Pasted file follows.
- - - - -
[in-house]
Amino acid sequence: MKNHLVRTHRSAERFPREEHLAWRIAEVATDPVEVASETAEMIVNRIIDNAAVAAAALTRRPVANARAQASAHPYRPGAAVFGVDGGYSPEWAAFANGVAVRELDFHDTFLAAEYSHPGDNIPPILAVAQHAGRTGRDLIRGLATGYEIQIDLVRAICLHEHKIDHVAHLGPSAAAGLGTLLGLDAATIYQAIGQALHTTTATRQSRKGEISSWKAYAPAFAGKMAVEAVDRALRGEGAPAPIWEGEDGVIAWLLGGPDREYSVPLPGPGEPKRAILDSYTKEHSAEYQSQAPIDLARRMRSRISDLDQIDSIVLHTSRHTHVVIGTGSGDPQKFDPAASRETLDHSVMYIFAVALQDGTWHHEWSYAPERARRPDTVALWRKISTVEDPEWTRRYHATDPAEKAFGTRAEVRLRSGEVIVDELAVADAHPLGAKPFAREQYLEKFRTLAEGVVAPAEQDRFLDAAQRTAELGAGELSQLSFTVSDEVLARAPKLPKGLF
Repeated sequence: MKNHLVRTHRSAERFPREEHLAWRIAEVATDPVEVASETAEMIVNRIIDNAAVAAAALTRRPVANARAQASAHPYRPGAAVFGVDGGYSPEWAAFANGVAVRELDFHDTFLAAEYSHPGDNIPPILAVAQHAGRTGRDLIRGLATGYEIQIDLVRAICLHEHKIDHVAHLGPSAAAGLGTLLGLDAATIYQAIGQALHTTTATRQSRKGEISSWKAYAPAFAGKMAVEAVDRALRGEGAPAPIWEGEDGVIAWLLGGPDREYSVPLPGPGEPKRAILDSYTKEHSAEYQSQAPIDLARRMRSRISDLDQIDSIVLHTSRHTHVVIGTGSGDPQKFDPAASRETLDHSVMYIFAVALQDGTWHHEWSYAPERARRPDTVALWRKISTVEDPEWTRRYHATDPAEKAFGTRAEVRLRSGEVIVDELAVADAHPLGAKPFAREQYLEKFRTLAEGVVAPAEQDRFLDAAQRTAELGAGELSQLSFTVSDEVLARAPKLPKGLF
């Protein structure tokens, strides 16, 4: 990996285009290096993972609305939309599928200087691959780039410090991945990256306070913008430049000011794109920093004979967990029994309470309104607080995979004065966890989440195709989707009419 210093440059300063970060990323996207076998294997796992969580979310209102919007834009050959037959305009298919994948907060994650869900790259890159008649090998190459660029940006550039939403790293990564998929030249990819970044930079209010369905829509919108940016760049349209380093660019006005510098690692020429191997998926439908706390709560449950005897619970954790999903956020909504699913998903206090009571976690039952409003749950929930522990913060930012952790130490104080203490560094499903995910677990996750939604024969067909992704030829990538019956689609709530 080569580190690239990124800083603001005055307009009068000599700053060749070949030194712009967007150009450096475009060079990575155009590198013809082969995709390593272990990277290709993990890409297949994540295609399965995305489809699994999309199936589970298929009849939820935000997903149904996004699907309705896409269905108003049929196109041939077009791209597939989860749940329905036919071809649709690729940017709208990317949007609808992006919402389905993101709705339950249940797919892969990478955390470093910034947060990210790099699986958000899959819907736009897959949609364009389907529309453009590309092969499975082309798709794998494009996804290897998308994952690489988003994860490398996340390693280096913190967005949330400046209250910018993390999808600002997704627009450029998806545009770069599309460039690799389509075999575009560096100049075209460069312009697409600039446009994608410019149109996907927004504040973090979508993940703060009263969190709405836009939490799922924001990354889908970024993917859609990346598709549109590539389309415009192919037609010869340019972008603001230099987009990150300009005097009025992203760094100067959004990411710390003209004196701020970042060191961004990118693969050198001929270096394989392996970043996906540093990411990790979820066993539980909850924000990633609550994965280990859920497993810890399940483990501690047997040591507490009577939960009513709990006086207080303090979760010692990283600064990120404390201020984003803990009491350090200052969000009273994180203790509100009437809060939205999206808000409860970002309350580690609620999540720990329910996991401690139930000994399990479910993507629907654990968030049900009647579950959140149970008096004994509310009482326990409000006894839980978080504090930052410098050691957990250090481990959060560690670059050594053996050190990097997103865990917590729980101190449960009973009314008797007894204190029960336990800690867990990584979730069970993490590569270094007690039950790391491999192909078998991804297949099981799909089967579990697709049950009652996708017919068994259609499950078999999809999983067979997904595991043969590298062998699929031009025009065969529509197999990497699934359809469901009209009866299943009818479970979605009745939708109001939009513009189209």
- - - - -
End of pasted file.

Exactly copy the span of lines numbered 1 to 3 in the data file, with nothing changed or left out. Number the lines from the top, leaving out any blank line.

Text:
[in-house]
Amino acid sequence: MKNHLVRTHRSAERFPREEHLAWRIAEVATDPVEVASETAEMIVNRIIDNAAVAAAALTRRPVANARAQASAHPYRPGAAVFGVDGGYSPEWAAFANGVAVRELDFHDTFLAAEYSHPGDNIPPILAVAQHAGRTGRDLIRGLATGYEIQIDLVRAICLHEHKIDHVAHLGPSAAAGLGTLLGLDAATIYQAIGQALHTTTATRQSRKGEISSWKAYAPAFAGKMAVEAVDRALRGEGAPAPIWEGEDGVIAWLLGGPDREYSVPLPGPGEPKRAILDSYTKEHSAEYQSQAPIDLARRMRSRISDLDQIDSIVLHTSRHTHVVIGTGSGDPQKFDPAASRETLDHSVMYIFAVALQDGTWHHEWSYAPERARRPDTVALWRKISTVEDPEWTRRYHATDPAEKAFGTRAEVRLRSGEVIVDELAVADAHPLGAKPFAREQYLEKFRTLAEGVVAPAEQDRFLDAAQRTAELGAGELSQLSFTVSDEVLARAPKLPKGLF
Repeated sequence: MKNHLVRTHRSAERFPREEHLAWRIAEVATDPVEVASETAEMIVNRIIDNAAVAAAALTRRPVANARAQASAHPYRPGAAVFGVDGGYSPEWAAFANGVAVRELDFHDTFLAAEYSHPGDNIPPILAVAQHAGRTGRDLIRGLATGYEIQIDLVRAICLHEHKIDHVAHLGPSAAAGLGTLLGLDAATIYQAIGQALHTTTATRQSRKGEISSWKAYAPAFAGKMAVEAVDRALRGEGAPAPIWEGEDGVIAWLLGGPDREYSVPLPGPGEPKRAILDSYTKEHSAEYQSQAPIDLARRMRSRISDLDQIDSIVLHTSRHTHVVIGTGSGDPQKFDPAASRETLDHSVMYIFAVALQDGTWHHEWSYAPERARRPDTVALWRKISTVEDPEWTRRYHATDPAEKAFGTRAEVRLRSGEVIVDELAVADAHPLGAKPFAREQYLEKFRTLAEGVVAPAEQDRFLDAAQRTAELGAGELSQLSFTVSDEVLARAPKLPKGLF